The legislation would authorize the Secretary of Health and Human Services (HHS) to negotiate drug prices. If drug companies refuse to negotiate in good faith, the bill would enable the Secretary to issue a competitive license to another company to produce the medication as a generic. – Statement from the office of Rep. Lloyd Doggett, 2/7/19
Unfortunately, the Trump administration does not support this proposal, preferring to offer ‘weak tea’ alternatives that won’t ruffle Big Pharma’s feathers too much. Meanwhile, the American people continue to suffer under a regime of sky-high drug prices. A recent Kaiser Family Foundation survey found that 60% of all respondents with chronic conditions had not filled a prescription or skipped doses during the past year. The figure jumped to 75% for patients with the highest insurance deductibles. We’ve heard the stories of seniors cutting pills in half – or having to choose between groceries and medicine – because drug prices are especially unaffordable for people on fixed incomes.
“Let’s cut prices so that patients don’t have to cut pills in half,” said Congressman Doggett in February. “Our proposal responds to an American problem, rampant prescription price gouging, with an American solution—negotiation and competition.”
Join the discussion about drug pricing information in tv ads on Facebook Live.
According to a new estimate based on the recent Social Security Trustees report, the Cost of Living Adjustment (COLA) for 2020 will be a scant 1.8%. That’s an increase of about $26 in monthly benefits for the average claimant. The same projection says that the Medicare Part B premium will likely rise by $8.80 per month next year. If both estimates prove accurate, the average beneficiary will only receive a net increase of $17.50 per month, which doesn’t buy much these days. As Bernice Napach reports in ThinkAdvisor:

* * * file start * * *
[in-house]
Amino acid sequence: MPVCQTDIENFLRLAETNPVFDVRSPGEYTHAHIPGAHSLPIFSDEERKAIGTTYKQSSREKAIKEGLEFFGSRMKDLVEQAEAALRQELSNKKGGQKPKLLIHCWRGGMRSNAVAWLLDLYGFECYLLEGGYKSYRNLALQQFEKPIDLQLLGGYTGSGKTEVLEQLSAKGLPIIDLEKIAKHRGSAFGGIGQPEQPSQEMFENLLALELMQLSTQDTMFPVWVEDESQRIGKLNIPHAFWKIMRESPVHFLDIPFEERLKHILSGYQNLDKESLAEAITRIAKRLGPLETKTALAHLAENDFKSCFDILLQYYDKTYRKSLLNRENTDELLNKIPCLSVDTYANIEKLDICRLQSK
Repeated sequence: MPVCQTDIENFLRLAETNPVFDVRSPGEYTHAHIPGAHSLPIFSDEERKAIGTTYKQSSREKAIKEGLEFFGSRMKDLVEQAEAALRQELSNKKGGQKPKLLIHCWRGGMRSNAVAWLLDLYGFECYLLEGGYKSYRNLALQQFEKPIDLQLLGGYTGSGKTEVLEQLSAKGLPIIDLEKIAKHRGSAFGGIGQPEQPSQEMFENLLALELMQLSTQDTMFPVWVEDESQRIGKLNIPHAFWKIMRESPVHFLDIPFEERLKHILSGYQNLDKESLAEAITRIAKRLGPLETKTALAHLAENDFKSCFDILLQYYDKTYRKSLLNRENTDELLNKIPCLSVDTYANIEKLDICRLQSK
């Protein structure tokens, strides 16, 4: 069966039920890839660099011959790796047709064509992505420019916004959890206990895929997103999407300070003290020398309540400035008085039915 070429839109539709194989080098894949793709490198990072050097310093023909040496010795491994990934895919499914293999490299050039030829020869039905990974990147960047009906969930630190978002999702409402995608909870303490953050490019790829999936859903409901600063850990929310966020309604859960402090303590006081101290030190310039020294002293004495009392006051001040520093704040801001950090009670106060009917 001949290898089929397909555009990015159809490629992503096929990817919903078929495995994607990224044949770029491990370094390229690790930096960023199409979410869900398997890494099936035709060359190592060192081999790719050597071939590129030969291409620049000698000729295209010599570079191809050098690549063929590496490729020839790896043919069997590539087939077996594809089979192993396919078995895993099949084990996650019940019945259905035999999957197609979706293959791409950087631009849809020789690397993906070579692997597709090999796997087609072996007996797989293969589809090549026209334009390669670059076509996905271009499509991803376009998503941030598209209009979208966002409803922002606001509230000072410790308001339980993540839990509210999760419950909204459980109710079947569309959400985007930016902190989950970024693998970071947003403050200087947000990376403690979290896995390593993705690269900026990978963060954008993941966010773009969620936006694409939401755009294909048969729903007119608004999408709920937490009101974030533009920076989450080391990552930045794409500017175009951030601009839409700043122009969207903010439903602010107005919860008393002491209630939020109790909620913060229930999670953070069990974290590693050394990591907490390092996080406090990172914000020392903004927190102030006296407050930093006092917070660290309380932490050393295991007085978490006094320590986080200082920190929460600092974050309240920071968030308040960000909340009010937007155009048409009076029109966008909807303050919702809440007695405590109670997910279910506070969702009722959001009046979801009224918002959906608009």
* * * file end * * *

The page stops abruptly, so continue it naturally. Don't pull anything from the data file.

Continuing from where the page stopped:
“For recipients collecting $735 or less in benefits, the Medicare Part B premium increase would wipe out their entire COLA. They would have no additional funds to pay for rising costs for health care, housing or other necessities, which is an issue for a growing number of retirees.” – ThinkAdvisor, 5/1/19
If the 2020 COLA is, in fact, 1.2%, it would be the smallest benefit increase since 2017. (At 2.8%, the 2019 COLA was one of the highest of the past ten years.) For three of those years, the COLA was zero.
Of course, the COLA is supposed to cover the cost of inflation from year to year. But under the current formula, the CPI-W (or Consumer Price Index for Wage earners), it usually doesn’t. That’s because the CPI-W does not accurately reflect the inflation rate for the goods and services that seniors spend money on. For example, seniors spend roughly twice as much on medical care as younger adults, but the CPI-W does not take that into consideration. On the other hand, retirees don’t drive as much as working-age people, but the CPI-W fluctuates with the cost of gasoline. If the price at the pump falls, so do seniors’ COLAs.
The National Committee believes it’s time to adopt a better formula for calculating cost-of-living adjustments for retirees: the CPI-E, or Consumer Price Index for the Elderly. The CPI-E is based on retirees’ actual spending habits rather than those of the general population. Costs like food and transportation are de-emphasized, while inflation in housing and medical costs is given greater weight.
Three pieces of legislation have been introduced in the 116th Congress that would implement the CPI-E for calculating Social Security COLAs. The National Committee endorses all three:
Social Security 2100 Act (Rep. John Larson)
Social Security Expansion Act (Sen. Bernie Sanders)
CPI-E Act (Rep. John Garamendi)
A 2019 study released by the federal General Accounting Office (GAO) found that if COLAs had been based on the CPI-E during the years 2003–2033, by the end of that 30-year period a beneficiary who earned the average national wage would receive $100 (or more) in additional monthly benefits. An extra $100 doesn’t sound like a lot, but think of the expenses it could help cover for seniors living on fixed incomes.
Telephone and internet service
A more accurate COLA formula would increasingly benefit retirees over time: the larger the benefit this year, the higher it will be the next year when the percentage increase in the COLA is applied. (This is known as a ‘compounding effect.’) Conversely, inadequate cost-of-living adjustments – especially when offset by increases in Medicare premiums – erode seniors’ buying power over time. There is no question: the CPI-E represents a superior alternative for seniors, especially the 50% of retirees who depend on Social Security for all or most of their income.
For more on COLAs and CPI-E, watch Behind the Headlines on Facebook Live.